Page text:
Total RNAs were extracted from longissimus dorsi of sheep using TRIzol (Invitrogen, USA). From purified RNA, cDNA was synthesized using RT-PCR Kit (Takara, Dalian, China). To confirm the data on circRNAs was generated from RNA-seq analysis, the candidates validated in the following were selected randomly. These sequences, obtained from sequencing, were disconnected in back-splice site. Firstly, we moved a region (about 50 to 100 bp) from the end to the start of sequence. The new connection is the back-splice site. Next, the divergent primers were designed as usual, but the PCR product must include the circular junctions. PCR was carried out using these primers for circ121 (F: AAG CTC GGT CAC TTT GGA and R: CTT TGG GCT CAG GAA TCA), circ217 (F: CCA TCA ATG GAG TGA CTG AG and R: CAC AAG GGA GCC AAG ATT AT), circ252 (F: CAT TGT CAT GCA AGC TGTC and R: CTC TTT GTG CTT CCA GGTA), circ276 (F: TGG CTC CAG TAA CTC CATC and R: ATC ATC TCC ACC CCG AAA GT), circ443 (F: GTG GTC AAT AAT GCT GAT GA and R: TTC CCA GTT CCA GTC TGTC), circ465 (F: CTG GAA AAT TGC TCT TCTC and R: CCT TCT AGC TTT AGA CCT TT), circ543 (F: GAC GGA ACT TCA TCA ACAA and R: TTC CCA GTC ATC TTC AGC), circ742 (F: AGC AGG AGA TGG AGG AGG AC and R: GGT GAC CTG CCT TCT GGA CT), and circ783 (F: TAT CTG CCC TCC CAG TCC C and R: TGT GGC TGA GAA TGA GGG TTAC). PCR products were analyzed by gel electrophoresis. For DNA sequencing, PCR products were gel purified and subjected to TA cloning.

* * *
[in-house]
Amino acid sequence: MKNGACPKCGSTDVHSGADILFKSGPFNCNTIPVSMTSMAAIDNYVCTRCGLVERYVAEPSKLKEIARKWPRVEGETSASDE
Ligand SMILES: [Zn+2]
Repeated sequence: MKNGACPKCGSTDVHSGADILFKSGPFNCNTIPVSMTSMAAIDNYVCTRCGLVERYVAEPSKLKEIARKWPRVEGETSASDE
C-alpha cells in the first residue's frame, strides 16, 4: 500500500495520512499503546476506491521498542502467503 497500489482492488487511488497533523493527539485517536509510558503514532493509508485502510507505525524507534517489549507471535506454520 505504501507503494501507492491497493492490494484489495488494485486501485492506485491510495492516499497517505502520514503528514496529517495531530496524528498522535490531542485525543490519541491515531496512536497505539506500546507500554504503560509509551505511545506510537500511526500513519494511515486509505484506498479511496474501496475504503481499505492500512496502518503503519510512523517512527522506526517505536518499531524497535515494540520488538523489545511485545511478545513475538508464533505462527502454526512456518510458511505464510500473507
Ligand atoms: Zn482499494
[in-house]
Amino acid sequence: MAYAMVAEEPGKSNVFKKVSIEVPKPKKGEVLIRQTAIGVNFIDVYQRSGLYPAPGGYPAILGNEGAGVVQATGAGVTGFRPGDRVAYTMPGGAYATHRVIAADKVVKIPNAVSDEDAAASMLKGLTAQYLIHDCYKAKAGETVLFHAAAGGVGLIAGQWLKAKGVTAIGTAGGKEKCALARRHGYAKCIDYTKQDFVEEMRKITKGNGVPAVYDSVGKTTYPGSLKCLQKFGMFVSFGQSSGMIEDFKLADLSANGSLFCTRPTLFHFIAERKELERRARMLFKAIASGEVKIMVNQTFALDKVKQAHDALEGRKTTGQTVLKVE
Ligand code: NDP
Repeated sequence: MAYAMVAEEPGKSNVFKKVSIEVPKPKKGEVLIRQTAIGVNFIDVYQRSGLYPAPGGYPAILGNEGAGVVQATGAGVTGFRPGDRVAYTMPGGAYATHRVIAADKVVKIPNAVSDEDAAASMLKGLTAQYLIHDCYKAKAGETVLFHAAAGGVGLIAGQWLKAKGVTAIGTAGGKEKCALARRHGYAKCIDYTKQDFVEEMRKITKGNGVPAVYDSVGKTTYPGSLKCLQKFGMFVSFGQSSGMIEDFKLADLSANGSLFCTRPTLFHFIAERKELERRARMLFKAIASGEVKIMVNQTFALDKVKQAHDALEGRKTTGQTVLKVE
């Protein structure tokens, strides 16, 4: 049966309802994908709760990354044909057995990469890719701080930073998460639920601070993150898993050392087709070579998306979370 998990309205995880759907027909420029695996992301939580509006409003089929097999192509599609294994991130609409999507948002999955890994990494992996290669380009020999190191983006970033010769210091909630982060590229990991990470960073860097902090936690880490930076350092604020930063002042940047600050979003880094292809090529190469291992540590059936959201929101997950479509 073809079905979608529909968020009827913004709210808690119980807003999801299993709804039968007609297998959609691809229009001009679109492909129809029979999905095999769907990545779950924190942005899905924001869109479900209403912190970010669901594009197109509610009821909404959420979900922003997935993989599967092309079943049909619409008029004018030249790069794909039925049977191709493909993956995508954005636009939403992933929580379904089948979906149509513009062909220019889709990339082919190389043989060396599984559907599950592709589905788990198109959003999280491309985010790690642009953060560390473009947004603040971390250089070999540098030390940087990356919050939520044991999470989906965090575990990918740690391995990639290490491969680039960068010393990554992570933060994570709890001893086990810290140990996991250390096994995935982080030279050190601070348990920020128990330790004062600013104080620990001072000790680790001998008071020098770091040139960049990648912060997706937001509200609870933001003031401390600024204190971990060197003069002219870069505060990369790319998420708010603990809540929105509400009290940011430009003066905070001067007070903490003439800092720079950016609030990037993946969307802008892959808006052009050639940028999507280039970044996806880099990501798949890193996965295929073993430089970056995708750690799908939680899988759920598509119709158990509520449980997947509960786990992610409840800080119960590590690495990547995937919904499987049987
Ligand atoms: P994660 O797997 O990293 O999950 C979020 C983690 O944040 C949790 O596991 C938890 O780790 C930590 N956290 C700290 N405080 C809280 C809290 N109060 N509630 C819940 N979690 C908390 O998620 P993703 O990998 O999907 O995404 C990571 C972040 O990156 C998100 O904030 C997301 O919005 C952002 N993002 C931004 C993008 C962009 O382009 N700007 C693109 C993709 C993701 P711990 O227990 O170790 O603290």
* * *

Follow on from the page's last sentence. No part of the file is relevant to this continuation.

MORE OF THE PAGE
Real-time RT-PCR analysis

The expression levels of six circRNAs (circRNA121, circRNA217, circRNA276, circRNA443, circRNA465, and circRNA783) were detected by real-time RT-PCR analysis. Total RNAs were treated with RNase R (RNR-07250, epicentre) following the manufacturer’s protocol. cDNA was synthesized from RNase R-treated RNAs and un-treated total RNAs with RT-PCR Kit (Takara, China). The primers used for the RT-PCR are listed above. Real-time PCR was performed using SYBR Green (TaKaRa Biotech, Dalian, China) according to the manufacturer’s protocol. The levels of circRNA digested by RNase R were normalized to levels of circRNA not digested. Meanwhile, linear mRNA of glyceraldehyde-3-phosphate dehydrogenase (GAPDH) (sensitive to RNase R) is a positive control [19]. Three independent experiments were performed on triplicate samples.

RESULTS

Deep sequencing of circRNAs in sheep skeletal muscle